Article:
My birthday was last month, and the night before, I was up late surfing the web, and I decided to stay up until midnight to see the automated “happy birthday” messages I figured would come in. And just like clockwork, at 12:01 am, a half-dozen automated messages, mostly from online forums to which I belong, or online merchants with which I have done business, came in wishing me a happy birthday.I know it sounds a little silly and self-centered, but it just feels good to have total strangers wish you happy birthday. Maybe I’m just easy to please.
Later in the day, more of these automated messages came in, and by the end of the day, I probably had a dozen or more of them in my inbox. Most were just little boilerplate things, and they were certainly generated by the personal information I entered when I created a profile on their site. (Lead gen matters in more than life insurance and annuity sales, it would appear.) But still, I appreciated the small amount of effort these things represented.
Meanwhile, over on Facebook, I got a flood of birthday wishes. I’ve currently got some 400 friends on FB (Feel free to send me a friend request over there; there aren’t that many Bill Coffins to choose from) and more than 100 of them stopped to take the time to wish me happy birthday. After a while, it starts to feel overwhelming. It’s just a birthday, after all, and not even a particularly meaningful one. But the phenomenon was, as one of my work colleagues mentioned, proof of how many people out there really mean to wish you well. What an affirmation that is. Facebook, of course, realizing that it’s going to take you all night to respond to such messages, simply routes all such things to a single thread of messages on your Facebook wall. The custom now is for folks to fire off a single post thanking everybody for wishing them happy birthday. Strangely, this tends to kick off another wave of well-wishing as anybody who didn’t do so before either realizes it now and makes up for it, or perhaps they feel guilty. The point is, it is now ridiculously easy to surround yourself with well-wishing on your birthday, if you so choose. And it is just as ridiculously easy to pass along a little note to folks to tell them to have a great day. It takes so little effort. And it means so much more to the person.
So why, then, did I not receive any notes from my insurance agent or my financial advisor? It doesn’t really put a burr under my saddle, but the following morning, I was thinking about how simple it would be for agents and advisors to take clients’ birthdays as a simple opportunity to reach out to them, even if it’s just something automated, even if it’s just something rote. True, in terms of personal interaction, this is a pretty low-level touch point. But in our world of social media, it is easier than ever before for professional contacts to maintain a certain kind of personal contact with their clients in a way that doesn’t cross any lines that ought not to be crossed. For agents and advisors wondering what the point of social media is, perhaps it could be something as simple as this: a way to keep tabs on your clients, not just to wish them happy birthday once a year (and perhaps on the milestones to use that as a way to start conversations about important financial planning needs), but to keep tabs on how clients’ lives are progressing. When people buy a house, they put it on their social media venue of choice. When they get married, it goes on social media. When they have a kid, switch a job, enjoy a promotion, have financial hardship, endure an illness, lose a loved one, fret about the economy…it all goes on social media.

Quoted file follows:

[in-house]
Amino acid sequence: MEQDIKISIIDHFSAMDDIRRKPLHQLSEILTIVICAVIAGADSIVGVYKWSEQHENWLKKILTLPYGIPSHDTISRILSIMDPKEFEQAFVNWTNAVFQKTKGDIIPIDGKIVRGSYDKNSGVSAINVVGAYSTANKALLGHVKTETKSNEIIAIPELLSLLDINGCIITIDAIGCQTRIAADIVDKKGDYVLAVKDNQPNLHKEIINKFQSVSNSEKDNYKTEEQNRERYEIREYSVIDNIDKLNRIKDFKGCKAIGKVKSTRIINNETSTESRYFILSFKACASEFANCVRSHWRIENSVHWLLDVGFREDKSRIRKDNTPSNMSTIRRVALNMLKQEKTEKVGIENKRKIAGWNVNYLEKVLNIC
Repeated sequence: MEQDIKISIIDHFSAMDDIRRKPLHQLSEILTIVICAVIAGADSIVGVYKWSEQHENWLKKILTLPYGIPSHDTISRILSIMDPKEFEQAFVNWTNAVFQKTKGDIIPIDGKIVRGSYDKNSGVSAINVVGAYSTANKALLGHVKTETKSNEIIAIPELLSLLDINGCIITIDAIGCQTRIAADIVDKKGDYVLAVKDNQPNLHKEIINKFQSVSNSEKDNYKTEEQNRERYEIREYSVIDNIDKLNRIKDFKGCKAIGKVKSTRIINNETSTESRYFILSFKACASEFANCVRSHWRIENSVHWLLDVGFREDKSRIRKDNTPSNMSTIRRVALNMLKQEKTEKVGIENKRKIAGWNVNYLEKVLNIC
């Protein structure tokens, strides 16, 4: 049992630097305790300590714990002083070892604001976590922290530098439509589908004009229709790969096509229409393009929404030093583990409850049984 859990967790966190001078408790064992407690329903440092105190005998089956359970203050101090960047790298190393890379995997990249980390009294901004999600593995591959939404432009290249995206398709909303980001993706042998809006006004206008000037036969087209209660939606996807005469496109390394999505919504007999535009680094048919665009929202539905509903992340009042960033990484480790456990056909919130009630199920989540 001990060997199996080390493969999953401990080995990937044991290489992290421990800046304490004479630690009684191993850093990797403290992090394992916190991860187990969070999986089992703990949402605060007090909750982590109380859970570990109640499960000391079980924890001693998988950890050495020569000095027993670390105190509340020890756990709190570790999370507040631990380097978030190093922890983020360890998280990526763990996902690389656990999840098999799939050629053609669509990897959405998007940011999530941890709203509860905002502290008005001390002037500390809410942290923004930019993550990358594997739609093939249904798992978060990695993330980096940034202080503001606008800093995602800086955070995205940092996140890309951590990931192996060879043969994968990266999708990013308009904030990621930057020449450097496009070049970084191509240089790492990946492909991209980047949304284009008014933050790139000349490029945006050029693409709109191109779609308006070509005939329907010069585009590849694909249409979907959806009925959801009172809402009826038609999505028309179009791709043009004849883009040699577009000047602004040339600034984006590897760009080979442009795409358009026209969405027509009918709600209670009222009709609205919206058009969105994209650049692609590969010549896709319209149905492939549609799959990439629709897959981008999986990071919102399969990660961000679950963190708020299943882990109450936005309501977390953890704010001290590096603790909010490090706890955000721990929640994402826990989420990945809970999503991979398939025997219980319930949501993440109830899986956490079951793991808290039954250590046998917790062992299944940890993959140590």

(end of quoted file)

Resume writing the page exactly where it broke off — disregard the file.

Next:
For agents and advisors, this is a gold mine of intelligence. And it is also a way to have a genuine interaction with clients over the milestones that matter most to them and that ought to make them consider what their financial planning needs are. I have no doubt that there are plenty of professionals in the crowd who already do this. And indeed, keeping up with things on social media can be a pretty energy-intensive effort. But it is a great way to maintain the next best thing to constant facetime with people who are always in the market for it. It isn’t just marketing. It’s not even constant prospecting. It’s maintain a presence, and surely that can’t be a bad thing.